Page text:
Euroasian Jewish News
Hundreds turned out for the menorah-lightings each year
On Ukraine Frontline, Prepping for Chanukah Despite of the Escalation in the Russia-Ukraine war
04.12.2018, Jewish Communities
A public celebration of Chanukah will take place in the Ukrainian frontline city of Mariupol despite the government’s declaration of martial law, the city’s rabbi said late Thursday. The martial-law status, which went into effect in nearly half the country on the morning of Nov. 28 and will last for at least 30 days, was triggered by Russia’s firing on and capture of three Ukrainian navy vessels trying to enter the Sea of Azov earlier this week—a significant escalation in the four-and-a-half-year-long Russia-Ukraine conflict.
The captured vessels, whose 24 sailors were taken into Russian custody, were attempting to pass through the Kerch Strait and sail to Mariupol, an important industrial port city of 500,000 on the Sea of Azov. The city sits mere kilometers from the frontlines of Europe’s only active land war, and the sounds of artillery have long become a staple of local life.
Food prices in the city have risen and Ukraine’s currency dropped—what is by now considered life as usual in Mariupol continues. The never-ending pressure of sitting on a tinderbox has taken the highest toll on weary residents, and it is that, more than any other aspect of the martial law, that is felt most.
“We don’t see a difference in day-to-day life, but G‑d forbid if one person on either side makes a mistake, we’ll be the first to know,” says Rabbi Mendel Cohen, the city’s lone rabbi, who together with his wife, Ester, directs Chabad-Lubavitch of Mariupol. “It’s not a game; this is serious.”
On Sunday evening, the first night of Chanukah, the Jewish community of Mariupol will gather on Theater Square in the city center, joined by city and regional officials to witness the lighting of a giant menorah. The menorah-lighting has taken place every year with the exception of one—in 2015, when Mariupol city officials asked that it be cancelled to avoid a large public gathering. Some 300 people are expected to join this year, not including passersby.
“We’ll be celebrating on the plaza,” says Viktoria Smirnova, a native of war-torn rebel-occupied Donetsk, who since moving to Mariupol has become an active Jewish community member. “There will be a lot of us coming out together; we’re not afraid at all.”
Chanukah events in the city will extend to every night of the eight-day holiday, and Smirnova says that her 5-year-old son, who attends Chabad’s Or Avner preschool, is excited to perform in its Chanukah recital.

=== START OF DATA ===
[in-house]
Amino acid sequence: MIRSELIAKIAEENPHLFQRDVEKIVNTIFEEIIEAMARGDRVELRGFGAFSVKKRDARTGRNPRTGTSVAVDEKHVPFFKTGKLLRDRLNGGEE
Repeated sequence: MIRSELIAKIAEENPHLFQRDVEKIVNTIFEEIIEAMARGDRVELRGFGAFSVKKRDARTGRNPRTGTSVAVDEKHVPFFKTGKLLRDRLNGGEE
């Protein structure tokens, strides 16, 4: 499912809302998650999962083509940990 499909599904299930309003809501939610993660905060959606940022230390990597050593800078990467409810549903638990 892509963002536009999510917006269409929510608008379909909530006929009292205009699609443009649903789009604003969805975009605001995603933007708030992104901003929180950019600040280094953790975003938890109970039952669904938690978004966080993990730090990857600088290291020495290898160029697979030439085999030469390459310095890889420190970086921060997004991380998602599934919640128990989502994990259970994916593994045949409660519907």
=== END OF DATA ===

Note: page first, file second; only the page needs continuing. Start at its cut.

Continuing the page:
“He’s been singing Chanukah songs for a whole month,” she says.
Mariupol lies in the Donetsk region (part of which is under Russian occupation) and is one of Ukraine’s 10 regions where martial law was declared, all places bordering areas containing Russian troops and all of them home to Jewish communities.
“The Chabad emissaries in each and every one of these 10 regions are doing everything to bring Chanukah to more and more people,” says Cohen. “Here in Mariupol, we want to bring the light to every single Jew.”
Mariupol, an already highly fortified city by land approach and sea, has also seen a marked increase in military presence. Buses of soldiers have poured in, and armed patrols have reappeared.
While many Ukrainians are cynical about the underlying reason for martial law—asking why it was imposed now and not during the much bloodier early days of the war—in Mariupol there is at the same time a genuine fear of what the next step might be.
“People are worried they’ll start shooting at us from the sea,” says Smirnova.
Like so many people in Ukraine, Smirnova has witnessed what war can look like. She and her family fled to Mariupol from rebel-occupied Donetsk in late 2014, a few months after the war in her hometown began.
“Our home was destroyed,” she says. “When we came to Mariupol, we didn’t know anyone at all.”
All that changed through her involvement with the Jewish community.
“I now have friends, we get together—for Jewish holidays or anything else—I’m invited to people’s homes,” she says. “It’s more than friends, it’s now family.”
Cohen echoes Smirnova’s view, saying that he has witnessed increased activity in the Jewish community since the war began. More people come to synagogue and to Torah classes, but most of all, he sees a new closeness and warmth.
“I am seeing things now that I never saw before in my work here,” the rabbi says. “There’s a feeling here like we’re all one family.”
Smirnova says her family seldom attended Jewish functions in Donetsk before the war. But since being assisted when they arrived in Mariupol with nothing—by members of the community and the Jewish center itself—Smirnova takes part in everything from holiday programs to Ester Cohen’s monthly women’s classes.
“Honestly, for me, Jewish life here has been a light in the darkness,” she says.
To date, the war has claimed the lives of more than 10,000 Ukrainians, and has displaced 1 million civilians. It has changed the country and radically altered the face of once-sleepy industrial Mariupol. Cohen says he prays for a day when there will be peace and tranquility for all the citizens of his hometown, both Jewish and non-Jewish.
“We saw what war looks like, and we don’t want it again,” he says. “We don’t want the threat of it, and we don’t want the nightmare.”
In the meantime, their work goes on, and the community has responded in kind.
“The Jewish community is here, and we are celebrating with joy,” insists the rabbi.
For eight nights, the Chanukah menorah will illuminate Mariupol, the adjacent trenches and the volatile Azov Sea, telling the story of a miracle that happened to the Jewish people in Jerusalem more than 2,000 years ago, and proclaiming the ultimate victory of light over darkness.
“That,” says Smirnova, “no one can take away.”
By Dovid Margolin